Japan’s Fujitsu technology company has announced a project to find risks in smart contracts, marking an interesting move into the blockchain tech world, and far beyond its usual focus on computer hardware.
In a statment the major Japanese company explained that ‘Fujitsu Laboratories and Fujitsu Research and Development Center have developed algorithms to identify risk-affected transaction sequences on Ethereum, [and] they have developed technology that is able to comprehensively detect six types of risks in smart contracts (see table below), which have the potential to be overlooked in a manual review, and can then identify the relevant locations in the source code. This technology will enable blockchain developers to rapidly develop even safer smart contracts’.
That is to say they are automating the code verification of programmed ‘contracts’ that are executed through a blockchain. These are often relatively simple in nature and don’t really correspond to the complex, highly negotiated contracts that most commercial lawyers would think of. Nevertheless, many people exploiting blockchain tech for cryptocurrencies or other uses, are creating these ‘DIY smart contracts’, and they are increasingly coming under attack, both for programming flaws and for being open to hacking.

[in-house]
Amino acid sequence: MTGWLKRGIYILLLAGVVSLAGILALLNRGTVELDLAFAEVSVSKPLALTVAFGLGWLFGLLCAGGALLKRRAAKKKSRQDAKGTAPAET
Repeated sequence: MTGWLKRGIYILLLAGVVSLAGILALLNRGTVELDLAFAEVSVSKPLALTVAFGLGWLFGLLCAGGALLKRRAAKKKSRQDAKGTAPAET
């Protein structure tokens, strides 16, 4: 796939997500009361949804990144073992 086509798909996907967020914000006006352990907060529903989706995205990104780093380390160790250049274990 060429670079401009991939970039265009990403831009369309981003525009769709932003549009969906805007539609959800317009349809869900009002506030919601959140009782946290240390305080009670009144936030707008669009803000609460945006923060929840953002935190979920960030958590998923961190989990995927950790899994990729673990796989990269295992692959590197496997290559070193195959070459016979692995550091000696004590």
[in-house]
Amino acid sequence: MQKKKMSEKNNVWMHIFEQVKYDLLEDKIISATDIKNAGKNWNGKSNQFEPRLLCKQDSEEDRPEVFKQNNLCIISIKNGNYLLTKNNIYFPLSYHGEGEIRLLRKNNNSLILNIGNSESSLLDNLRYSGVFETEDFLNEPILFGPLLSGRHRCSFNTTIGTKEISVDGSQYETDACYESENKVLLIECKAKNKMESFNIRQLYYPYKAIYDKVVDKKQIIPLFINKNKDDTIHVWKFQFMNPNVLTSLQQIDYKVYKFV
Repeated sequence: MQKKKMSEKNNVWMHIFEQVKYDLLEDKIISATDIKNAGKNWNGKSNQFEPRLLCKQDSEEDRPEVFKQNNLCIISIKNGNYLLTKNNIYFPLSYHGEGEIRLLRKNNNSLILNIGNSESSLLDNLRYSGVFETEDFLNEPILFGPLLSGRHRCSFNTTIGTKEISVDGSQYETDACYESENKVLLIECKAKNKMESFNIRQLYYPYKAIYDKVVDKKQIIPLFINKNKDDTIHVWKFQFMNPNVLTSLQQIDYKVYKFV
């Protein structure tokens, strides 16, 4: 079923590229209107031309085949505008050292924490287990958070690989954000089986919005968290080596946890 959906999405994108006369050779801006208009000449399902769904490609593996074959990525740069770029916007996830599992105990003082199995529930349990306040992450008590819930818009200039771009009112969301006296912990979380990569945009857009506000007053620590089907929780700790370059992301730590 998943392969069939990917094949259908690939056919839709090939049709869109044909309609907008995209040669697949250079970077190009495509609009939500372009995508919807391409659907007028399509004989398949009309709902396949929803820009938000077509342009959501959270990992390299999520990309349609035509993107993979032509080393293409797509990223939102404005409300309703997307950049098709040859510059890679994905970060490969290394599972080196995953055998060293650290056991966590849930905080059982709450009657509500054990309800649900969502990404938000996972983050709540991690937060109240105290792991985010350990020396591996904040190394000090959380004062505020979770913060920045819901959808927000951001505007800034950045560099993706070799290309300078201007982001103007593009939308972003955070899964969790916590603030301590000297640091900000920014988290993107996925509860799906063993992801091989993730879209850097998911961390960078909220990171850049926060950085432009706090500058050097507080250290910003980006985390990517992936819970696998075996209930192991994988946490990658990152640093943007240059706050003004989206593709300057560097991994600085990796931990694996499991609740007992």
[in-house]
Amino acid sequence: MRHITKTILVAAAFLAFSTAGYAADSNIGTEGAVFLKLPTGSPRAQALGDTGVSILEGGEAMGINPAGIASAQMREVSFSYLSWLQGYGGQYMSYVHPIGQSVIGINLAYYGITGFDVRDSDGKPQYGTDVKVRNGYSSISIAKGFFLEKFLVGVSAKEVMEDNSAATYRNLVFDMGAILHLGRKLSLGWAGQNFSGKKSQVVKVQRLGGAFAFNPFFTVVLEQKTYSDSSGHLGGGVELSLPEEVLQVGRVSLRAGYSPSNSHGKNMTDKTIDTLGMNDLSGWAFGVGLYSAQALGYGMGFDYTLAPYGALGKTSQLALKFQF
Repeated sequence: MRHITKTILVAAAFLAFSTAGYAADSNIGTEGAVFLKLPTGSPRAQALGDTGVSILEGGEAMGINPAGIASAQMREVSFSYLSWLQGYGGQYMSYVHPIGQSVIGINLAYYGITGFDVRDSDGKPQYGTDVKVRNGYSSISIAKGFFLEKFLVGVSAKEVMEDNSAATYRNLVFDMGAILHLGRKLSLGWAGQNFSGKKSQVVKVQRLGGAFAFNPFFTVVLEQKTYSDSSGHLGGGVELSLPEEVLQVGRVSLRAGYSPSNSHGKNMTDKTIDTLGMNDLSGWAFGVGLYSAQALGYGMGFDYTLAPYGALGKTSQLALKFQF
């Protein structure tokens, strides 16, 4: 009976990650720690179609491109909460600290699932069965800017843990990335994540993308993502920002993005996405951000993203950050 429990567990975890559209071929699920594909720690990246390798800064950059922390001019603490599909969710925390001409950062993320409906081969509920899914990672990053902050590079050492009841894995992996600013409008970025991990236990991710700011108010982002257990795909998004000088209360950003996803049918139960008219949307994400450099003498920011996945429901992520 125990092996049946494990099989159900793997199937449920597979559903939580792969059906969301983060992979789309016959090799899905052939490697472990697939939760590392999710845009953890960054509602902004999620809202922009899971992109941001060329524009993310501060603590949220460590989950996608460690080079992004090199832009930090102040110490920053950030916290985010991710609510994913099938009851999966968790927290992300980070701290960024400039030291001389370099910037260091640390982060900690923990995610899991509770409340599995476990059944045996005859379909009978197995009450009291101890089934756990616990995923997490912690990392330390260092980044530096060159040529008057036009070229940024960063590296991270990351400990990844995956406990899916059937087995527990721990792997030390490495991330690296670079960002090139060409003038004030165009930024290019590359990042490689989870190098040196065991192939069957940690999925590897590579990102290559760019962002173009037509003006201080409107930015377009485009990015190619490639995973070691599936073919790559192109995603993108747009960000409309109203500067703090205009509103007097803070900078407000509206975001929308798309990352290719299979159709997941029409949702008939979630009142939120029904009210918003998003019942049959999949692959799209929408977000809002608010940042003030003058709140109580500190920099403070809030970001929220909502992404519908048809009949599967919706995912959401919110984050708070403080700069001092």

Fujitsu added that its detection system can also identify the relevant locations in the source code where there is a potential problem (see below).
The company goes on to say that: ‘Using this newly developed technology, [it was] found that where previous verification tools had a detection rate of about 67%, this new technology was capable of 100% detection, excepting a few items, and that in terms of precision it achieved an accuracy rate of up to 88%, enabling both highly accurate risk detection as well as source code risk location identification.’
The company concluded that: ‘Fujitsu Laboratories will continue to develop verification technologies, not only for Ethereum, but also for Hyperledger Fabric, a blockchain framework implementation and one of the Hyperledger projects hosted by The Linux Foundation, with the goal of commercialisation of this technology during fiscal 2018. In addition, Fujitsu Laboratories will not only continue to develop verification technology for smart contracts, but also broad technology development relating to building secure systems using blockchain.’
[Main picture of Shibuya Crossing, Tokyo, Japan, credit: R. Tromans.]